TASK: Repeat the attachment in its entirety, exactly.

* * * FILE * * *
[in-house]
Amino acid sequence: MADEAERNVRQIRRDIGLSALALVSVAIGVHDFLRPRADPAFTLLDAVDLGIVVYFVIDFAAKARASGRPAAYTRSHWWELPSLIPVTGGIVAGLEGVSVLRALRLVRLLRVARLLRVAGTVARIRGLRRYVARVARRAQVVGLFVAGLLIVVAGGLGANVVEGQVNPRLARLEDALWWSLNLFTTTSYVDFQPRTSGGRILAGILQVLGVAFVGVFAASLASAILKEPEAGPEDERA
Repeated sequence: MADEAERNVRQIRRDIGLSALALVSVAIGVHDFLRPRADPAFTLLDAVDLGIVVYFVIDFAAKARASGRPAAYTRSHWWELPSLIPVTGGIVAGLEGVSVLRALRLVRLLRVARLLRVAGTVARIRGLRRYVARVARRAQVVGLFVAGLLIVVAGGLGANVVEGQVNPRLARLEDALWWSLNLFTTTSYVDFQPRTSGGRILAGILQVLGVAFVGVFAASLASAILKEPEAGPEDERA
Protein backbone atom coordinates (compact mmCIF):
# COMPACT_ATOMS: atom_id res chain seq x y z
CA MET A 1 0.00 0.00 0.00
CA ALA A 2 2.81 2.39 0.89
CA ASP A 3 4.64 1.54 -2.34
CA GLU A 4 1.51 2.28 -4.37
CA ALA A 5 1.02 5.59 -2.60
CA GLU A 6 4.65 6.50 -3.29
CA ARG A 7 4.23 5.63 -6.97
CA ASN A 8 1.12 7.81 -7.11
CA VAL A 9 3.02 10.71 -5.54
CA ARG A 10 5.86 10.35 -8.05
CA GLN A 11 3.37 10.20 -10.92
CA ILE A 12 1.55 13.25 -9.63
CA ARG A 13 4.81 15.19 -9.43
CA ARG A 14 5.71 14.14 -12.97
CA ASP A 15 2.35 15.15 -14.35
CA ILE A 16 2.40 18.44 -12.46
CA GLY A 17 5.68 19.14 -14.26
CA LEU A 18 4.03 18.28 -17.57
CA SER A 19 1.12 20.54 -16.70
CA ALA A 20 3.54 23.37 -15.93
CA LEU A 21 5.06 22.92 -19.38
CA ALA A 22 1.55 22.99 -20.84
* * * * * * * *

[in-house]
Amino acid sequence: MADEAERNVRQIRRDIGLSALALVSVAIGVHDFLRPRADPAFTLLDAVDLGIVVYFVIDFAAKARASGRPAAYTRSHWWELPSLIPVTGGIVAGLEGVSVLRALRLVRLLRVARLLRVAGTVARIRGLRRYVARVARRAQVVGLFVAGLLIVVAGGLGANVVEGQVNPRLARLEDALWWSLNLFTTTSYVDFQPRTSGGRILAGILQVLGVAFVGVFAASLASAILKEPEAGPEDERA
Repeated sequence: MADEAERNVRQIRRDIGLSALALVSVAIGVHDFLRPRADPAFTLLDAVDLGIVVYFVIDFAAKARASGRPAAYTRSHWWELPSLIPVTGGIVAGLEGVSVLRALRLVRLLRVARLLRVAGTVARIRGLRRYVARVARRAQVVGLFVAGLLIVVAGGLGANVVEGQVNPRLARLEDALWWSLNLFTTTSYVDFQPRTSGGRILAGILQVLGVAFVGVFAASLASAILKEPEAGPEDERA
Protein backbone atom coordinates (compact mmCIF):
# COMPACT_ATOMS: atom_id res chain seq x y z
CA MET A 1 0.00 0.00 0.00
CA ALA A 2 2.81 2.39 0.89
CA ASP A 3 4.64 1.54 -2.34
CA GLU A 4 1.51 2.28 -4.37
CA ALA A 5 1.02 5.59 -2.60
CA GLU A 6 4.65 6.50 -3.29
CA ARG A 7 4.23 5.63 -6.97
CA ASN A 8 1.12 7.81 -7.11
CA VAL A 9 3.02 10.71 -5.54
CA ARG A 10 5.86 10.35 -8.05
CA GLN A 11 3.37 10.20 -10.92
CA ILE A 12 1.55 13.25 -9.63
CA ARG A 13 4.81 15.19 -9.43
CA ARG A 14 5.71 14.14 -12.97
CA ASP A 15 2.35 15.15 -14.35
CA ILE A 16 2.40 18.44 -12.46
CA GLY A 17 5.68 19.14 -14.26
CA LEU A 18 4.03 18.28 -17.57
CA SER A 19 1.12 20.54 -16.70
CA ALA A 20 3.54 23.37 -15.93
CA LEU A 21 5.06 22.92 -19.38
CA ALA A 22 1.55 22.99 -20.84